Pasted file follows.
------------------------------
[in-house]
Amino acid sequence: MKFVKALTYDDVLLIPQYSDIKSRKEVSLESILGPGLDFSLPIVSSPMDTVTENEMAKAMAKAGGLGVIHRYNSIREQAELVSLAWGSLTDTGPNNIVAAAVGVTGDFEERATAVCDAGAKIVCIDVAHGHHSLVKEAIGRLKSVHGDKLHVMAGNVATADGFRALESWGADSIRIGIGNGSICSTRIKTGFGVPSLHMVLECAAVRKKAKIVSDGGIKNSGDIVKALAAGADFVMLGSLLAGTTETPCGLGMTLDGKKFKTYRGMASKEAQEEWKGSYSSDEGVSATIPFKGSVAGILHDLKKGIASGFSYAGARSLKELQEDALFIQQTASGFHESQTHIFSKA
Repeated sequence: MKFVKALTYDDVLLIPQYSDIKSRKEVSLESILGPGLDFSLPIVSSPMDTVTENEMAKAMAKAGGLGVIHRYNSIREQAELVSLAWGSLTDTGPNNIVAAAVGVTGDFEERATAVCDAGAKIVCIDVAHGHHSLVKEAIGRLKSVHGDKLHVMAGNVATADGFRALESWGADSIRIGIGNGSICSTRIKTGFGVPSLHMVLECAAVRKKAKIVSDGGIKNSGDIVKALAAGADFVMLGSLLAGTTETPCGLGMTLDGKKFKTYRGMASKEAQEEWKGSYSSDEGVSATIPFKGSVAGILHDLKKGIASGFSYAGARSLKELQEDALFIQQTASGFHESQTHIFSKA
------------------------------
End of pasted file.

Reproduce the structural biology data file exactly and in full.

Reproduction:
[in-house]
Amino acid sequence: MKFVKALTYDDVLLIPQYSDIKSRKEVSLESILGPGLDFSLPIVSSPMDTVTENEMAKAMAKAGGLGVIHRYNSIREQAELVSLAWGSLTDTGPNNIVAAAVGVTGDFEERATAVCDAGAKIVCIDVAHGHHSLVKEAIGRLKSVHGDKLHVMAGNVATADGFRALESWGADSIRIGIGNGSICSTRIKTGFGVPSLHMVLECAAVRKKAKIVSDGGIKNSGDIVKALAAGADFVMLGSLLAGTTETPCGLGMTLDGKKFKTYRGMASKEAQEEWKGSYSSDEGVSATIPFKGSVAGILHDLKKGIASGFSYAGARSLKELQEDALFIQQTASGFHESQTHIFSKA
Repeated sequence: MKFVKALTYDDVLLIPQYSDIKSRKEVSLESILGPGLDFSLPIVSSPMDTVTENEMAKAMAKAGGLGVIHRYNSIREQAELVSLAWGSLTDTGPNNIVAAAVGVTGDFEERATAVCDAGAKIVCIDVAHGHHSLVKEAIGRLKSVHGDKLHVMAGNVATADGFRALESWGADSIRIGIGNGSICSTRIKTGFGVPSLHMVLECAAVRKKAKIVSDGGIKNSGDIVKALAAGADFVMLGSLLAGTTETPCGLGMTLDGKKFKTYRGMASKEAQEEWKGSYSSDEGVSATIPFKGSVAGILHDLKKGIASGFSYAGARSLKELQEDALFIQQTASGFHESQTHIFSKA